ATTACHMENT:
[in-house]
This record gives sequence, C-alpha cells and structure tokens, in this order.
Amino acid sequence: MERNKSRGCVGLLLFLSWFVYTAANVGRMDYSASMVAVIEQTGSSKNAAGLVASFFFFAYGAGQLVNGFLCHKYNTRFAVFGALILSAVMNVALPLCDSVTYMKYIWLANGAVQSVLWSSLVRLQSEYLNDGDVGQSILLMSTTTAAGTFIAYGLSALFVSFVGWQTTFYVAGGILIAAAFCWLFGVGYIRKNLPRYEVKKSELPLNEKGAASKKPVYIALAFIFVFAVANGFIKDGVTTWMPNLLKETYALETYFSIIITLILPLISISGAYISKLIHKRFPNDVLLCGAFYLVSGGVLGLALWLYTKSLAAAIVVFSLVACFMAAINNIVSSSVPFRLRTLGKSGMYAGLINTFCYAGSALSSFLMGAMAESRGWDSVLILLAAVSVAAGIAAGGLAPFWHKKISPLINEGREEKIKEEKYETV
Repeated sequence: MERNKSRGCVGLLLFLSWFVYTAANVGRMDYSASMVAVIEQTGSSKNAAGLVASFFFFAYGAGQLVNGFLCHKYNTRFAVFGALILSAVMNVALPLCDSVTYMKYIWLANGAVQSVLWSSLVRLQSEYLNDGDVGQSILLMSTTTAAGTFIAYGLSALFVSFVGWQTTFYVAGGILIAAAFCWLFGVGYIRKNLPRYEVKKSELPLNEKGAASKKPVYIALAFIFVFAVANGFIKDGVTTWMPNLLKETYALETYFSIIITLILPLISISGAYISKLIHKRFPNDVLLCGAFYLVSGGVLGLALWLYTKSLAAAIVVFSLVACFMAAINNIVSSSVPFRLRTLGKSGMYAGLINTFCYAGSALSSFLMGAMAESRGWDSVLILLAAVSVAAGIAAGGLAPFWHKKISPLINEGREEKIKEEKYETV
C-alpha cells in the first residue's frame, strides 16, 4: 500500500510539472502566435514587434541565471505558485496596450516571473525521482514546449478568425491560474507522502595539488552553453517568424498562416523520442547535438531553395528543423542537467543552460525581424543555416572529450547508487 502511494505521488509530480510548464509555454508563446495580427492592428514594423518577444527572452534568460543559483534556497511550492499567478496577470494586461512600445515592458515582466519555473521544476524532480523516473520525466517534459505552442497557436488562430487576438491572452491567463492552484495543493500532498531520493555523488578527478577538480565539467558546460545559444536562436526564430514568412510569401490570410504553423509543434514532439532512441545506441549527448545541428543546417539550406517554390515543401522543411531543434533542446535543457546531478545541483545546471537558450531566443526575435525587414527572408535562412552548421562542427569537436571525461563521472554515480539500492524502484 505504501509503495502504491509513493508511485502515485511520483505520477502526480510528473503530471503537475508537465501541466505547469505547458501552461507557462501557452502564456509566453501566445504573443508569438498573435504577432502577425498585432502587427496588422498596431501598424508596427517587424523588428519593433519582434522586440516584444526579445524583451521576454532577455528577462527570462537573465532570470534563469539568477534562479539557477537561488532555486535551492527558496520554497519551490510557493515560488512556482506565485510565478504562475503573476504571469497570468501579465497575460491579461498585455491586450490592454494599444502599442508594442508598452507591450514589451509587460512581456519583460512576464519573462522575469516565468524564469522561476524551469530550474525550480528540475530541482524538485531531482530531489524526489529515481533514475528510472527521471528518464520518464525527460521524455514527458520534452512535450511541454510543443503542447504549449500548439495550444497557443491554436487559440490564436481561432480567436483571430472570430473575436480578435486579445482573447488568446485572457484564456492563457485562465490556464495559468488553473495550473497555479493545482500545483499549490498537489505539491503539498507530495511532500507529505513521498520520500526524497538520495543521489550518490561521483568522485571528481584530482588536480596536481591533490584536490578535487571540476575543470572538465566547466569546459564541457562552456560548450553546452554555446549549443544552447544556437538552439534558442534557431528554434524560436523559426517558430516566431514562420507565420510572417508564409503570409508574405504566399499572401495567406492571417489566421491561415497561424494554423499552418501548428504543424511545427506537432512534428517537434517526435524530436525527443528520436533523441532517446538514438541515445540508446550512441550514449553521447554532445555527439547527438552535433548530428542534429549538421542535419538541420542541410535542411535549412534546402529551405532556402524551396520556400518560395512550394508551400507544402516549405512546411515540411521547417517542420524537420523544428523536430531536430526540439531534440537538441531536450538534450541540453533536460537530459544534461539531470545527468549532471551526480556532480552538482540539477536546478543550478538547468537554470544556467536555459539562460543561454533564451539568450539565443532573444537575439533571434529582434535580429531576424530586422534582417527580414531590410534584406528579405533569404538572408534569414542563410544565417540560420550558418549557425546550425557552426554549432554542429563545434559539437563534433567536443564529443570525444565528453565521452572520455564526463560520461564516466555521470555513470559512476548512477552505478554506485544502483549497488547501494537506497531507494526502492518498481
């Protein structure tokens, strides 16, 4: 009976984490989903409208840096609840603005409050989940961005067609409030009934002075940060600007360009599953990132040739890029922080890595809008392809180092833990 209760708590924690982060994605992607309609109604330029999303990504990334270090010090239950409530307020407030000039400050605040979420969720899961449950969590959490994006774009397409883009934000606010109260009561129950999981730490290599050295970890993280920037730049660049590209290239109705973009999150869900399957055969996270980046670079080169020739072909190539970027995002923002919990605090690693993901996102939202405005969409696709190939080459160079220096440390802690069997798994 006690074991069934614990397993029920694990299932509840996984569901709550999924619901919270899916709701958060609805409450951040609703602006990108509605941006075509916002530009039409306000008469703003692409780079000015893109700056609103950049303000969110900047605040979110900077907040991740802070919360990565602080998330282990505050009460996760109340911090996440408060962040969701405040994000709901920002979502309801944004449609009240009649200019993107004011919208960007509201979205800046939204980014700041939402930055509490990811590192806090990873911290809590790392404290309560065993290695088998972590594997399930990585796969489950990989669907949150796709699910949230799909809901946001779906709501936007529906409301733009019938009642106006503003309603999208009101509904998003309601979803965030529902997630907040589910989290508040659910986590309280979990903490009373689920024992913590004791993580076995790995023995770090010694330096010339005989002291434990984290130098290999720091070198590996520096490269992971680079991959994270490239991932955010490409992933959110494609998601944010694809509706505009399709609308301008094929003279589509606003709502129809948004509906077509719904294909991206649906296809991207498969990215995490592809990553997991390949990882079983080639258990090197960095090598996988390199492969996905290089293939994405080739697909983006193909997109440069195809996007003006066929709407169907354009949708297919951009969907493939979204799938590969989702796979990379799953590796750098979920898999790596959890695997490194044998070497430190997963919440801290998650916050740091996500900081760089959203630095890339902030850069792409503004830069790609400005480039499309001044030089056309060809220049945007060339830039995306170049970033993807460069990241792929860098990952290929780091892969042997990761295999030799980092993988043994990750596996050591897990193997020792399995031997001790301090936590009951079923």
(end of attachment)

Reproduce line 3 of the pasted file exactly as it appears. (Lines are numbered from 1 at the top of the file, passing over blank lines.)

Amino acid sequence: MERNKSRGCVGLLLFLSWFVYTAANVGRMDYSASMVAVIEQTGSSKNAAGLVASFFFFAYGAGQLVNGFLCHKYNTRFAVFGALILSAVMNVALPLCDSVTYMKYIWLANGAVQSVLWSSLVRLQSEYLNDGDVGQSILLMSTTTAAGTFIAYGLSALFVSFVGWQTTFYVAGGILIAAAFCWLFGVGYIRKNLPRYEVKKSELPLNEKGAASKKPVYIALAFIFVFAVANGFIKDGVTTWMPNLLKETYALETYFSIIITLILPLISISGAYISKLIHKRFPNDVLLCGAFYLVSGGVLGLALWLYTKSLAAAIVVFSLVACFMAAINNIVSSSVPFRLRTLGKSGMYAGLINTFCYAGSALSSFLMGAMAESRGWDSVLILLAAVSVAAGIAAGGLAPFWHKKISPLINEGREEKIKEEKYETV